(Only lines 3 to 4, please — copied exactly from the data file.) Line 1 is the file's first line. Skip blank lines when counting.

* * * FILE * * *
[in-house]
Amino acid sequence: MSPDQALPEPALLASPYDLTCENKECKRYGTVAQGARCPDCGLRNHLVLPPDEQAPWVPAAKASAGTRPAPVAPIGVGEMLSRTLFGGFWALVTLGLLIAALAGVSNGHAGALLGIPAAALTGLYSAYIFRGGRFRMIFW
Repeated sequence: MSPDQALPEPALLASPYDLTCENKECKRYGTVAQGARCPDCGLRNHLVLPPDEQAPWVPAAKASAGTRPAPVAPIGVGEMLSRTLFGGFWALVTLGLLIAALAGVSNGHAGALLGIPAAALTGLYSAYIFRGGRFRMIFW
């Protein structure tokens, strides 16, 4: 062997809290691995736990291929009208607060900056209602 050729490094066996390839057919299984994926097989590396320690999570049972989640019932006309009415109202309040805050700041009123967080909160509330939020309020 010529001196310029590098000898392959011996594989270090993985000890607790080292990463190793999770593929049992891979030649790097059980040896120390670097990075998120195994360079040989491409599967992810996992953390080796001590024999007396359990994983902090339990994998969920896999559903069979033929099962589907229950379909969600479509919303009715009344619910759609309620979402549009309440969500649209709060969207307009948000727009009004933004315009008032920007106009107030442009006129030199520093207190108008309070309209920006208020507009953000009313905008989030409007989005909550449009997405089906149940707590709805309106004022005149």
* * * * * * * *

Repeated sequence: MSPDQALPEPALLASPYDLTCENKECKRYGTVAQGARCPDCGLRNHLVLPPDEQAPWVPAAKASAGTRPAPVAPIGVGEMLSRTLFGGFWALVTLGLLIAALAGVSNGHAGALLGIPAAALTGLYSAYIFRGGRFRMIFW
């Protein structure tokens, strides 16, 4: 062997809290691995736990291929009208607060900056209602 050729490094066996390839057919299984994926097989590396320690999570049972989640019932006309009415109202309040805050700041009123967080909160509330939020309020 010529001196310029590098000898392959011996594989270090993985000890607790080292990463190793999770593929049992891979030649790097059980040896120390670097990075998120195994360079040989491409599967992810996992953390080796001590024999007396359990994983902090339990994998969920896999559903069979033929099962589907229950379909969600479509919303009715009344619910759609309620979402549009309440969500649209709060969207307009948000727009009004933004315009008032920007106009107030442009006129030199520093207190108008309070309209920006208020507009953000009313905008989030409007989005909550449009997405089906149940707590709805309106004022005149």